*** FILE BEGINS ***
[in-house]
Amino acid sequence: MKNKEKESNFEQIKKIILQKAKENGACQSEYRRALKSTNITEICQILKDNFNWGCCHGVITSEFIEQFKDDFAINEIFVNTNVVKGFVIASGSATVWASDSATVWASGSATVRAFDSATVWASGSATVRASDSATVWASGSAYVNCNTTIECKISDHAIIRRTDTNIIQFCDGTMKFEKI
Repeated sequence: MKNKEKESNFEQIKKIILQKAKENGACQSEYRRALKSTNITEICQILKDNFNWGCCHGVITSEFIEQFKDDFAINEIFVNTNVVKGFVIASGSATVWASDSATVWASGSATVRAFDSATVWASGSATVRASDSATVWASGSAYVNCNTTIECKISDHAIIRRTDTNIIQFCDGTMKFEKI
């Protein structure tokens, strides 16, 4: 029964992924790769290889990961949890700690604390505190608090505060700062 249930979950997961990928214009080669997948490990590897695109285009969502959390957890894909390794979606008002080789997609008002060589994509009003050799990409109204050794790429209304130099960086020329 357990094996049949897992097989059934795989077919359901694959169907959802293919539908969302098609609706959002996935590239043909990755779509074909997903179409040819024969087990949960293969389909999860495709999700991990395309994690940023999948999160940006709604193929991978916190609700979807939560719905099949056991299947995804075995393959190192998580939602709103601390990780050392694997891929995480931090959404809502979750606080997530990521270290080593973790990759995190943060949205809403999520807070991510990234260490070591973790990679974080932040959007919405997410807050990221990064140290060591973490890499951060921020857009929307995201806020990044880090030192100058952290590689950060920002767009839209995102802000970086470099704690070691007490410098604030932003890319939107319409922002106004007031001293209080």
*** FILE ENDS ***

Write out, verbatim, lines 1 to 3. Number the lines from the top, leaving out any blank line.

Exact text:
[in-house]
Amino acid sequence: MKNKEKESNFEQIKKIILQKAKENGACQSEYRRALKSTNITEICQILKDNFNWGCCHGVITSEFIEQFKDDFAINEIFVNTNVVKGFVIASGSATVWASDSATVWASGSATVRAFDSATVWASGSATVRASDSATVWASGSAYVNCNTTIECKISDHAIIRRTDTNIIQFCDGTMKFEKI
Repeated sequence: MKNKEKESNFEQIKKIILQKAKENGACQSEYRRALKSTNITEICQILKDNFNWGCCHGVITSEFIEQFKDDFAINEIFVNTNVVKGFVIASGSATVWASDSATVWASGSATVRAFDSATVWASGSATVRASDSATVWASGSAYVNCNTTIECKISDHAIIRRTDTNIIQFCDGTMKFEKI